Lenape High School community service club collecting books to honor student

Lenape High School’s community service club is running the Each Bring One Book Drive, a project done in honor of senior Eric “Ebo” Eberling, who passed away from cancer on Dec. 25.

After Eberling died over winter break, freshman Chase Keller brainstormed some ideas for how the school could honor him.

“After hearing about his passing, I was talking to my mom and we were thinking about something we could possibly do for him,” Keller said.

Keller, a member of Lenape’s community service club, was inspired when a representative from Children’s Hospital of Philadelphia came in to talk to the club. After hearing about its Reach Out and Read program, Keller came up with the idea to collect books.

“It gives books to kids when they come in,” Keller said about the program. “Eric Ebo was treated at CHOP, so I was thinking if we could somehow link this together, that’d be really cool.”

Reach Out and Read is a non-profit organization that collects books for children up to 5 years old. The books are placed in the waiting rooms of doctor’s offices and help encourage children to read aloud to their parents. CHOP is the Philadelphia-area affiliate for Reach Out and Read.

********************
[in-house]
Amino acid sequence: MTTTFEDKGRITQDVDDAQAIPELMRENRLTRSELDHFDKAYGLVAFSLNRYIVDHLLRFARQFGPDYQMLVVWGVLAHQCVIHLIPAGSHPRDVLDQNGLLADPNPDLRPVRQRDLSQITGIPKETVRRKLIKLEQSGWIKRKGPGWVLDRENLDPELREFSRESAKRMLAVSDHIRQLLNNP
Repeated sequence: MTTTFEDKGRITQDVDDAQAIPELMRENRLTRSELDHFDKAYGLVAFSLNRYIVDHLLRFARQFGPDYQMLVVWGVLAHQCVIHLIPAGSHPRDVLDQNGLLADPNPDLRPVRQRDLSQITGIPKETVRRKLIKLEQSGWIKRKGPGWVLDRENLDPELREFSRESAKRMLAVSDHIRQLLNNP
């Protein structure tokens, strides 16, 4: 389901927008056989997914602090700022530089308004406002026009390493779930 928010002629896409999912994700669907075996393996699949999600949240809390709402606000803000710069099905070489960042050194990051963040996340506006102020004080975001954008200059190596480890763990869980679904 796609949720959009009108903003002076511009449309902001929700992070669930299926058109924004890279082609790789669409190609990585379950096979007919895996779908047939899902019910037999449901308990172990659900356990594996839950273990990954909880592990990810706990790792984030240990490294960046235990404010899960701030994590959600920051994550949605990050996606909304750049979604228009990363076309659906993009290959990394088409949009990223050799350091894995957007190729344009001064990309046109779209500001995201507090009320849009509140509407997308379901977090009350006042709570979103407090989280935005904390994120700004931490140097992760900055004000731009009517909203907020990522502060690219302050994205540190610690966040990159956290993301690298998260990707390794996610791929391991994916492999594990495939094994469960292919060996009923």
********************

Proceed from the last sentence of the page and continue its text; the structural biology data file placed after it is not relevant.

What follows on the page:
Keller came up with the Each Bring One title, using Ebo’s initials. The group then set out on organizing the fundraiser. The club wanted to do the project in mid-February to coincide with Valentine’s Day, leaving it with only two weeks to get everything set up.

Lenape’s community service club typically does one project per month. However, the club wanted to make this book drive bigger than any ordinary fundraiser. To do this, the club looked to collect books outside the school community.

“We contacted the PTOs, administration and staff at all of the Mt. Laurel elementary and middle schools,” said Pam Busarello, the club’s faculty advisor. “Club members have been dropping off collection baskets there.”

To promote the book drive within the high school, the club created signs promoting the book drive and hung them throughout the hallways.

In addition, bookplates were created for placement in each book donated.

“Each child will know where this book came from and will realize its importance,” Busarello said.

On Feb. 5, the first day of the drive, members from the club appeared on the Lenape morning TV show to promote the drive. A thermometer was erected to keep track of how many books were donated. The club received a few donations before the drive officially started.

The goal is to collect 2,400 books. Eberling wore the number 24 when he played ice hockey.

“We foresee 2,400 being a minimum,” Busarello said. “We expect to collect a lot more books.”

The book drive is just one of a number of events Lenape has held for Eberling this school year, but this is the first one since his passing. Even after his death, many students feel he remains a part of the school community.

“Our community and our school in particular did a lot for him up to unfortunately his passing,” Busarello said. “A lot of times, we stop there and don’t think about how we continue to give back and help. That’s what’s so beautiful about Chase’s project.”

Anyone from the community is encouraged to participate in this book drive. Bring a new or gently used book to Lenape High School or any of the Mt. Laurel schools to donate.